I had many mothers as a boy. Some were sweet, others were staunch and brisk. I honor all seven of them in this Mother's Day tribute.

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May 07, 2012

Ms. Grunchy Munterbean

Grunchy was my first mother.  She was a nurturer by nature, and a sweet muffin baker.  She would bake the finest muffins in three states, and would fill the house with the buttery fumes of a sticky blueberry surprise in the oven.  Her only memorable flaw was her misguided hand-eye coordination.  Poor Grunchy used to have to wear goggles when she baked or else the pungent chocolate goo would squirt beneath her eyelids from her unfortunate aiming.  You will be missed, Lordess Munterbean.

Madam Sadsack, a.k.a. "The Happy Witch"

Never was there a more joyus witch than my second mother, Madam Sadsack.  Her midnight cackles were endearing enough for me to forget about the morbid spells of child-pattern baldness she placed upon my six-year-old head.  I only wish I could have hugged her without her demonic vessle violently ripping my soul from my body upon contact.  She loved Scrabble and Polish poetry.  You will be missed, Sadsack.

Mrs. Blenis Rimtwist

A lover of salt, a dreamer of silence, and a supreme enemy of dogs and birds are only micro-observations of my third mother, Mrs. Blenis Rimtwist.  Our relationship blossomed during the twilight of her brewing dissatisfaction with noise.  But irony was the skin of her charm - for she had the loudest, most earth-quaking voice I had ever known to this day.  A walk in the park with her consisted of a cocophony of shrill squawks and roars, often accompanied by a string of drool quivering from a gaping mouth set close under her cherry-red eye sockets.  Dearest Rimtwist, if I saw you today, I would offer you nothing short of a sound-less smile and a handful of grainy salt-lick for your leathery tongue to caress.  You will be missed.

Kat Creamweaver, a.k.a. "The Silly Princess"

There was a brief episode in my teens - consisting of three days or so - that I would distinctly qualify as the silliest period of my life.  That, of course, I would contribute to no one other than Kat Creamweaver, my fourth mother.  Kat surfaces in my more vivid mid-pubescent memories, especially the one where we were in the kitchen on a moist August morning: she was stirring flapjack batter when she boasted, "I'm not an old maid, for I am a beautiful butterfly," and at that, she whisked off her dress and frolicked through the foyer, exposing her proud furry torso and bulbous genitalia.  You will be missed, "Silly Princess."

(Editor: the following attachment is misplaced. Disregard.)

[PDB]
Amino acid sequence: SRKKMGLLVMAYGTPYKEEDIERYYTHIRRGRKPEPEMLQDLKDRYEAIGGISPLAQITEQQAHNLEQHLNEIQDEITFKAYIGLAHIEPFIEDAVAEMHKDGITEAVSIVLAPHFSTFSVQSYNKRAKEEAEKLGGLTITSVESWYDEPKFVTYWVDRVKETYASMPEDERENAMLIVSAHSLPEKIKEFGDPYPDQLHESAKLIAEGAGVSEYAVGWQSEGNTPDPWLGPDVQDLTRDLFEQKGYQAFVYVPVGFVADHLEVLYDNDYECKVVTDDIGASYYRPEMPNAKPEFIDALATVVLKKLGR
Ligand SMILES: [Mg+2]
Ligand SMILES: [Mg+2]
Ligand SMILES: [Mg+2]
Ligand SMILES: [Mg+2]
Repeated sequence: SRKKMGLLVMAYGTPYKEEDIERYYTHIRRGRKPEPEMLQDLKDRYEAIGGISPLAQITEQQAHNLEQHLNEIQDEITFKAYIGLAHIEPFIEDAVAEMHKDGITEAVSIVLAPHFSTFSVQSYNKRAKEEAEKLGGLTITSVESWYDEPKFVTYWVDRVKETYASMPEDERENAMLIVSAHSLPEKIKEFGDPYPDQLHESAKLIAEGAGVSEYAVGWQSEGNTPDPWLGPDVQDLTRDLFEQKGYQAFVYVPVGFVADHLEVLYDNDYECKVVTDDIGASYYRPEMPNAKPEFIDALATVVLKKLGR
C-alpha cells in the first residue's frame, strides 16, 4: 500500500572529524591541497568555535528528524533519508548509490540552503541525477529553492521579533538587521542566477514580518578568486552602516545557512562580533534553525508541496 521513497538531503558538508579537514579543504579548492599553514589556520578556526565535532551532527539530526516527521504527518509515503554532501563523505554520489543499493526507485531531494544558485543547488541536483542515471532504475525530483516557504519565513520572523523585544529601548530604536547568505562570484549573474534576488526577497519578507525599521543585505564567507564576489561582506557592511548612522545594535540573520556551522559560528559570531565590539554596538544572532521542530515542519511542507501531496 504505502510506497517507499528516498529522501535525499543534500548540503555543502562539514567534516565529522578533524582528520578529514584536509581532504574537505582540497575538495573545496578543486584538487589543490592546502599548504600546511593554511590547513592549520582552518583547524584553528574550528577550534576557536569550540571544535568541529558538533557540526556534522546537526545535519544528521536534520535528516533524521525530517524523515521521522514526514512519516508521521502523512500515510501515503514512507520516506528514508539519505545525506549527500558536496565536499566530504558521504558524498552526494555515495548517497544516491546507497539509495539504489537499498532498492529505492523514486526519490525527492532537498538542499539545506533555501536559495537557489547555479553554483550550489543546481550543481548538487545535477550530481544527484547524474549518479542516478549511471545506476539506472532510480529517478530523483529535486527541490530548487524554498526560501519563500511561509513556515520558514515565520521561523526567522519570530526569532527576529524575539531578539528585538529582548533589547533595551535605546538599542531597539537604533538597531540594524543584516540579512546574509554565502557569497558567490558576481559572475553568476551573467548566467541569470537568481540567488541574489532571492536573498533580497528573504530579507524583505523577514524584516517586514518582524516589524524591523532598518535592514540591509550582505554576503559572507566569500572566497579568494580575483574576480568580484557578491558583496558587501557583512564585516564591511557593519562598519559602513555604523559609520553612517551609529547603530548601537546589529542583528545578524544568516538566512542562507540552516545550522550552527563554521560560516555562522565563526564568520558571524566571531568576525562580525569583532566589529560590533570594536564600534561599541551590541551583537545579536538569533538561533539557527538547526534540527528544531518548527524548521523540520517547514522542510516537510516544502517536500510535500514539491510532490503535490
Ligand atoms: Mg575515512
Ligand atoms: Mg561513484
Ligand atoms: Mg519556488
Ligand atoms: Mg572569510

Ms. Jackophile Cornlips

They say your eyes are the windows to your soul.  In the case of my fifth mother, Ms. Jackophile Cornlips, her eyes were the windows to my soul.  Ms. Cornlips taught me that growth and prosper is often the result of taking one's concentration out of the comfort zone.  One of her more flavorful parenting techniques was what she called, "The Stare Dare," where she would stand in front of the television (usually when I was in the middle of Charlie Rose) and demand that we lock eyes until I ceased her optical focus.  Although the bouts seemed outrageous and made me downright queasy at the time, I now have a heightened appreciation for intimate eye contact for someone of my experience.  You will be missed, Ms. Jackophile Cornlips.

Dr. Multch Kweeny

My sixth mother, Dr. Multch Kweeny, taught me about rainbows.  I always thought the blue-ish/purple color of the rainbow spectrum was indigo, but she informed me that was a common misconception, and I was actually looking at a rare color called "Brape" (derived from the observation of "a blue influenced grape").  You will be missed Multch.  Bless you and your dignified color spectrum. 

Mary McPaperstain, a.k.a. "The Hard Queen"

How happy must a child be when the superheroes he idolizes in his comic books enter his life in the form of his seventh mother.  Mary McPaperstain was two-hundred and forty pounds of pure hard love.  A hug from her was a reminder of my mere mortality, but the awe inspiring heft of her fingers prevented that reminder from becoming morose.  My father, whom I have kept in a dark shade of obscurity through this tribute, used to tell me how she kept us safe in our home, for it was there she claimed her nest.  On Sunday nights, father and I used to feed her stray cans to watch the wonders of her jaw and the super-human mechanics of her digestive system break down the aluminum into fuel-worthy stool samples.  Congratulations McPaperstain, you will be missed.